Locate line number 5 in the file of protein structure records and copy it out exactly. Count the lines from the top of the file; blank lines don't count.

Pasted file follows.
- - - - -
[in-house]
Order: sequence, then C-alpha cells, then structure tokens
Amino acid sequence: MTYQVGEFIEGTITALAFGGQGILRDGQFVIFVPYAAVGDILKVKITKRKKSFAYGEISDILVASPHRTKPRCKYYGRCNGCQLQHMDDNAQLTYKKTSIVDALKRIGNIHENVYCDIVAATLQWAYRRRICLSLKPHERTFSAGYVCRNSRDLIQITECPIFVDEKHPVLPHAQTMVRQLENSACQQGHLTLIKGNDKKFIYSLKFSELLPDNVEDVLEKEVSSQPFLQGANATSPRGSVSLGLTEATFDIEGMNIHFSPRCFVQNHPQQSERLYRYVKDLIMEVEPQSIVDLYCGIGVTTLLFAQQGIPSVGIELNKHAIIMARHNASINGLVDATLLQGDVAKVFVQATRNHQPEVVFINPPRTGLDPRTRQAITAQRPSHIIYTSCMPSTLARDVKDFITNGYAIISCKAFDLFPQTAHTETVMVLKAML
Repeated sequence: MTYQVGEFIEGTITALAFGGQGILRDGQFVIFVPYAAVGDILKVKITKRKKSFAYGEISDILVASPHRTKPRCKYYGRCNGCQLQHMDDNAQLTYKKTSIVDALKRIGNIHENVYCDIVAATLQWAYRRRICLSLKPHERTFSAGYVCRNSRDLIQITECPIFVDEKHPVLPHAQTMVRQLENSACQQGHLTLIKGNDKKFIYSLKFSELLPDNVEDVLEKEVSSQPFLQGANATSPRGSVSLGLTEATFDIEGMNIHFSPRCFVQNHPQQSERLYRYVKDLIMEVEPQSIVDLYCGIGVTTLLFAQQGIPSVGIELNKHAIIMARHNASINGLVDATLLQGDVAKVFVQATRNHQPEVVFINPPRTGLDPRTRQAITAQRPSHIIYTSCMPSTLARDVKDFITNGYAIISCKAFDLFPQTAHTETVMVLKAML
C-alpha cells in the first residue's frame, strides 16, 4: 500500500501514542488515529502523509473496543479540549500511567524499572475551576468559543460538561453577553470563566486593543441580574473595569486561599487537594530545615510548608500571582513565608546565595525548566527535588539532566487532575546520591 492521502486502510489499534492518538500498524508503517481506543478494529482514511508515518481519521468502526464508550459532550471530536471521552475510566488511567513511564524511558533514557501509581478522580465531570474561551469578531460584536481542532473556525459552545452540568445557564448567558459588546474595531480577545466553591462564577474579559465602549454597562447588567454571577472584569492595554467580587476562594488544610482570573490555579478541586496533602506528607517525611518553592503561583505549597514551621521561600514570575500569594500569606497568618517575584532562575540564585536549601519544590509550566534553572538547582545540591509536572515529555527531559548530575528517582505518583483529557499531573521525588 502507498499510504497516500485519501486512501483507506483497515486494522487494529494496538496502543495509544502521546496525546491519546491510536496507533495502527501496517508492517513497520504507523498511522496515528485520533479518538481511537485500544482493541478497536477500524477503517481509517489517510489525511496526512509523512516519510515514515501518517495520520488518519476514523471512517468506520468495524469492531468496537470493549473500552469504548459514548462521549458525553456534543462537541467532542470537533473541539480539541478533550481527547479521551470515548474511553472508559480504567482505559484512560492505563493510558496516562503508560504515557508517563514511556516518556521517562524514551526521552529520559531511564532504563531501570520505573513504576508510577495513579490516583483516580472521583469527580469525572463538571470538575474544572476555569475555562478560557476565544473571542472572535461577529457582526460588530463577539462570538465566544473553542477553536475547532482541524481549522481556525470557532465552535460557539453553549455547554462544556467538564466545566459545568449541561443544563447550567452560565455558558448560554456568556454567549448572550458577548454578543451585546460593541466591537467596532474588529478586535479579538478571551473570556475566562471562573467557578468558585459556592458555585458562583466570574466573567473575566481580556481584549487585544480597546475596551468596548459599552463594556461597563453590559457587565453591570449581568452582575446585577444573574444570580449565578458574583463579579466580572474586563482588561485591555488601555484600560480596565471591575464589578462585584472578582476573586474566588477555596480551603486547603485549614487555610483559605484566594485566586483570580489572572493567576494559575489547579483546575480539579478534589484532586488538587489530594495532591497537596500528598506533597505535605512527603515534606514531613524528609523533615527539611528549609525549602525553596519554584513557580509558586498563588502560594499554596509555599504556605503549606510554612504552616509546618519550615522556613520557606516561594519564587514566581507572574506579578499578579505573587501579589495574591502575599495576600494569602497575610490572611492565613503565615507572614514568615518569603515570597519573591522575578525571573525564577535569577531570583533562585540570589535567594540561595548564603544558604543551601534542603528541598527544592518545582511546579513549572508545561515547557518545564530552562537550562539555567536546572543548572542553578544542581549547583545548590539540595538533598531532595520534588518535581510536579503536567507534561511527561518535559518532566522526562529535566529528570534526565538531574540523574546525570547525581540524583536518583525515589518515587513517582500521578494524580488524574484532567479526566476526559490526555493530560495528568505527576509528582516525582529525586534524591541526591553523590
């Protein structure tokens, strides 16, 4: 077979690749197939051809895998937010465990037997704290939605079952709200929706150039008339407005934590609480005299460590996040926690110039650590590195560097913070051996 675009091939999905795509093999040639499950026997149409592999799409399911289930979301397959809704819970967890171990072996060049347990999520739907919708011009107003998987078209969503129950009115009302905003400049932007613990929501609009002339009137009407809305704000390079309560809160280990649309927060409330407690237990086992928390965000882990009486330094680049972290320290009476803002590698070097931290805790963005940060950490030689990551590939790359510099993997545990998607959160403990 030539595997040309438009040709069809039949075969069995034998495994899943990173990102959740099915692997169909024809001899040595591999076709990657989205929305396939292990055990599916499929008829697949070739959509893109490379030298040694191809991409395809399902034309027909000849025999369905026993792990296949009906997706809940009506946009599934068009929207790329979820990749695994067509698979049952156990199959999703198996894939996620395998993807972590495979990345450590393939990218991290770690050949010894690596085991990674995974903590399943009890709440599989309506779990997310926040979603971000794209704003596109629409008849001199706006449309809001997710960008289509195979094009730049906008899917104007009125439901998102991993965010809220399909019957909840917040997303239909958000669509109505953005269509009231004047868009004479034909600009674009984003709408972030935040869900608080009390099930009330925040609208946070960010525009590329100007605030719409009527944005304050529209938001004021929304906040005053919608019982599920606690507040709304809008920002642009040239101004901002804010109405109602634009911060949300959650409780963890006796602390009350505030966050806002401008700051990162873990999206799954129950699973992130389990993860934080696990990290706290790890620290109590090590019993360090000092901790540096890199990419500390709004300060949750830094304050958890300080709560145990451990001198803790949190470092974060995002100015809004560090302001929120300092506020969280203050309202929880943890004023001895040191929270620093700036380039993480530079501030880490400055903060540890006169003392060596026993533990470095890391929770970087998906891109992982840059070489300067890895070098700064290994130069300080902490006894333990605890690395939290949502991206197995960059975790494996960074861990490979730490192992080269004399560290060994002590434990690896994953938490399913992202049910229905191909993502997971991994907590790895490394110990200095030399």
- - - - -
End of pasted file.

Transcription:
C-alpha cells in the first residue's frame, strides 16, 4: 500500500501514542488515529502523509473496543479540549500511567524499572475551576468559543460538561453577553470563566486593543441580574473595569486561599487537594530545615510548608500571582513565608546565595525548566527535588539532566487532575546520591 492521502486502510489499534492518538500498524508503517481506543478494529482514511508515518481519521468502526464508550459532550471530536471521552475510566488511567513511564524511558533514557501509581478522580465531570474561551469578531460584536481542532473556525459552545452540568445557564448567558459588546474595531480577545466553591462564577474579559465602549454597562447588567454571577472584569492595554467580587476562594488544610482570573490555579478541586496533602506528607517525611518553592503561583505549597514551621521561600514570575500569594500569606497568618517575584532562575540564585536549601519544590509550566534553572538547582545540591509536572515529555527531559548530575528517582505518583483529557499531573521525588 502507498499510504497516500485519501486512501483507506483497515486494522487494529494496538496502543495509544502521546496525546491519546491510536496507533495502527501496517508492517513497520504507523498511522496515528485520533479518538481511537485500544482493541478497536477500524477503517481509517489517510489525511496526512509523512516519510515514515501518517495520520488518519476514523471512517468506520468495524469492531468496537470493549473500552469504548459514548462521549458525553456534543462537541467532542470537533473541539480539541478533550481527547479521551470515548474511553472508559480504567482505559484512560492505563493510558496516562503508560504515557508517563514511556516518556521517562524514551526521552529520559531511564532504563531501570520505573513504576508510577495513579490516583483516580472521583469527580469525572463538571470538575474544572476555569475555562478560557476565544473571542472572535461577529457582526460588530463577539462570538465566544473553542477553536475547532482541524481549522481556525470557532465552535460557539453553549455547554462544556467538564466545566459545568449541561443544563447550567452560565455558558448560554456568556454567549448572550458577548454578543451585546460593541466591537467596532474588529478586535479579538478571551473570556475566562471562573467557578468558585459556592458555585458562583466570574466573567473575566481580556481584549487585544480597546475596551468596548459599552463594556461597563453590559457587565453591570449581568452582575446585577444573574444570580449565578458574583463579579466580572474586563482588561485591555488601555484600560480596565471591575464589578462585584472578582476573586474566588477555596480551603486547603485549614487555610483559605484566594485566586483570580489572572493567576494559575489547579483546575480539579478534589484532586488538587489530594495532591497537596500528598506533597505535605512527603515534606514531613524528609523533615527539611528549609525549602525553596519554584513557580509558586498563588502560594499554596509555599504556605503549606510554612504552616509546618519550615522556613520557606516561594519564587514566581507572574506579578499578579505573587501579589495574591502575599495576600494569602497575610490572611492565613503565615507572614514568615518569603515570597519573591522575578525571573525564577535569577531570583533562585540570589535567594540561595548564603544558604543551601534542603528541598527544592518545582511546579513549572508545561515547557518545564530552562537550562539555567536546572543548572542553578544542581549547583545548590539540595538533598531532595520534588518535581510536579503536567507534561511527561518535559518532566522526562529535566529528570534526565538531574540523574546525570547525581540524583536518583525515589518515587513517582500521578494524580488524574484532567479526566476526559490526555493530560495528568505527576509528582516525582529525586534524591541526591553523590